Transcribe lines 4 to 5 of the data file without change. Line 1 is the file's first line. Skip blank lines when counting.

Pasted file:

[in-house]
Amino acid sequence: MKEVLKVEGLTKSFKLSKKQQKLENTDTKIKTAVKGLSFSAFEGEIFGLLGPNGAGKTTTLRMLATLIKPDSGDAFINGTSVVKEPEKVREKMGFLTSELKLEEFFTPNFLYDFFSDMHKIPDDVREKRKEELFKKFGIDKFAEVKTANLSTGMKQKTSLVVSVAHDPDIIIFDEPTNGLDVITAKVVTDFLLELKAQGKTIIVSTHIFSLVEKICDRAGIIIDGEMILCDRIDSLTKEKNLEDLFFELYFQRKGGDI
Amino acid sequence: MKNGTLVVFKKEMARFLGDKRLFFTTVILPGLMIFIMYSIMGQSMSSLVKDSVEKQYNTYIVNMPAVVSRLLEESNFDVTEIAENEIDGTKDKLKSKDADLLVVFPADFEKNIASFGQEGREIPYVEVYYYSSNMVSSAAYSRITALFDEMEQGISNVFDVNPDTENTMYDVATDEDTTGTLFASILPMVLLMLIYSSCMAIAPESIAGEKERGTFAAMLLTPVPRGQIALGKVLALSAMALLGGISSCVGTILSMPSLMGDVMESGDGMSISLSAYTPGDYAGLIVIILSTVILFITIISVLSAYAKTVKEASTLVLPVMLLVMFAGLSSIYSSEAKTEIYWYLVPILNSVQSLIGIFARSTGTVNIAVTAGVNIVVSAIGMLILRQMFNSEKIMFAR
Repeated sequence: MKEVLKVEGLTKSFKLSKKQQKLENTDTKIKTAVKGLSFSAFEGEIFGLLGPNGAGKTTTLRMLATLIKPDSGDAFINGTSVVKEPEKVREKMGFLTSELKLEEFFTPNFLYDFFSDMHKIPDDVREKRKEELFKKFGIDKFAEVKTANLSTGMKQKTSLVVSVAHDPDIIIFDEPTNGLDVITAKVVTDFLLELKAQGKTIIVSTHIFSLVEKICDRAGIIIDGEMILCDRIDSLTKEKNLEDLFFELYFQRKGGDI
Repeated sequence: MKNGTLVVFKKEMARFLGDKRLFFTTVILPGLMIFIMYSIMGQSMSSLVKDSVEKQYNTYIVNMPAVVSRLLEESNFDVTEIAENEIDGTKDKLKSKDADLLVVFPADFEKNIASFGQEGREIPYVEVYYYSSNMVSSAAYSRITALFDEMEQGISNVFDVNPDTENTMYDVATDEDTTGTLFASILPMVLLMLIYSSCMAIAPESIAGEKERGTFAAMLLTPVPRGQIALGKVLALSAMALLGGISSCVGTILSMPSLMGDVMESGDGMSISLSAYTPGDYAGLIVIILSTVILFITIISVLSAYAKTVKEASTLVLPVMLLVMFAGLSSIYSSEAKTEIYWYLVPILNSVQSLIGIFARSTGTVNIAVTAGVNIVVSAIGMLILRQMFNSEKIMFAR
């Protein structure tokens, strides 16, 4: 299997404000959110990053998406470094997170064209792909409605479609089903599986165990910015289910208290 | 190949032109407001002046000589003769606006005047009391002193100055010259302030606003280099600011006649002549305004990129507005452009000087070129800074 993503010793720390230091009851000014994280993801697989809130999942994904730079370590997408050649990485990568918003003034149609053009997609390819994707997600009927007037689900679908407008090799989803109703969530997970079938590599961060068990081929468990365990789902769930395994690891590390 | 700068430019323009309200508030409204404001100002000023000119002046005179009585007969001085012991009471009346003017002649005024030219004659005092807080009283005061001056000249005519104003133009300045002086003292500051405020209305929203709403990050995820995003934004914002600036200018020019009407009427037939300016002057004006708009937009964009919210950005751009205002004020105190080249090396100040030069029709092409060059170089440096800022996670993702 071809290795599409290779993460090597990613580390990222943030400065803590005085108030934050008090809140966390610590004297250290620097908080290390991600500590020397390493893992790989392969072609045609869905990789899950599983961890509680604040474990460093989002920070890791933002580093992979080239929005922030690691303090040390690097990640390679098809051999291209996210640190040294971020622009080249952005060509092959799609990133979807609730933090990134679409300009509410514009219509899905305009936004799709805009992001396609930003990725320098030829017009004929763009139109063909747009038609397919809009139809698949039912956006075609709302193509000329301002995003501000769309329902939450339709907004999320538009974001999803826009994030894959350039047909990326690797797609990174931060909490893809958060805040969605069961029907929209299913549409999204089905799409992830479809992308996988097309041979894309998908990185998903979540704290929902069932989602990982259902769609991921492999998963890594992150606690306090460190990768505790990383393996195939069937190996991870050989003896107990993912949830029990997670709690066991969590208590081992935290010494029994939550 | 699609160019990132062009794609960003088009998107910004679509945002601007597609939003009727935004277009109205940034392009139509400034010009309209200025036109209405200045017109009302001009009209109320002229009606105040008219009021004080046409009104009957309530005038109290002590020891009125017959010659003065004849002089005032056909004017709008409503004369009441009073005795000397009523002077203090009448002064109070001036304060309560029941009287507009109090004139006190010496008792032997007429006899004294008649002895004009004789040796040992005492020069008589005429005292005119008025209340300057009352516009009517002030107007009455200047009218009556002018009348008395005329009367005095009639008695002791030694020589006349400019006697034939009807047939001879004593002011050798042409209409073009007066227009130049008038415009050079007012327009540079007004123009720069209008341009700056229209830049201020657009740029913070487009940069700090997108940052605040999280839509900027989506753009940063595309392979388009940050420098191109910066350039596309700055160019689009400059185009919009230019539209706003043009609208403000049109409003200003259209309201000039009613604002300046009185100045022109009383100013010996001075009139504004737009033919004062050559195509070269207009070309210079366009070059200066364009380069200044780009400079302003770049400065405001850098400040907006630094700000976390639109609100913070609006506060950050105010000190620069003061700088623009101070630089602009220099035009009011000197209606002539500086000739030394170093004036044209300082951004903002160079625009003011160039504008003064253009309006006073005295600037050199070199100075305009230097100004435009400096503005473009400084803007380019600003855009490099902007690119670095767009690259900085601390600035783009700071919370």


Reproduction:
Repeated sequence: MKEVLKVEGLTKSFKLSKKQQKLENTDTKIKTAVKGLSFSAFEGEIFGLLGPNGAGKTTTLRMLATLIKPDSGDAFINGTSVVKEPEKVREKMGFLTSELKLEEFFTPNFLYDFFSDMHKIPDDVREKRKEELFKKFGIDKFAEVKTANLSTGMKQKTSLVVSVAHDPDIIIFDEPTNGLDVITAKVVTDFLLELKAQGKTIIVSTHIFSLVEKICDRAGIIIDGEMILCDRIDSLTKEKNLEDLFFELYFQRKGGDI
Repeated sequence: MKNGTLVVFKKEMARFLGDKRLFFTTVILPGLMIFIMYSIMGQSMSSLVKDSVEKQYNTYIVNMPAVVSRLLEESNFDVTEIAENEIDGTKDKLKSKDADLLVVFPADFEKNIASFGQEGREIPYVEVYYYSSNMVSSAAYSRITALFDEMEQGISNVFDVNPDTENTMYDVATDEDTTGTLFASILPMVLLMLIYSSCMAIAPESIAGEKERGTFAAMLLTPVPRGQIALGKVLALSAMALLGGISSCVGTILSMPSLMGDVMESGDGMSISLSAYTPGDYAGLIVIILSTVILFITIISVLSAYAKTVKEASTLVLPVMLLVMFAGLSSIYSSEAKTEIYWYLVPILNSVQSLIGIFARSTGTVNIAVTAGVNIVVSAIGMLILRQMFNSEKIMFAR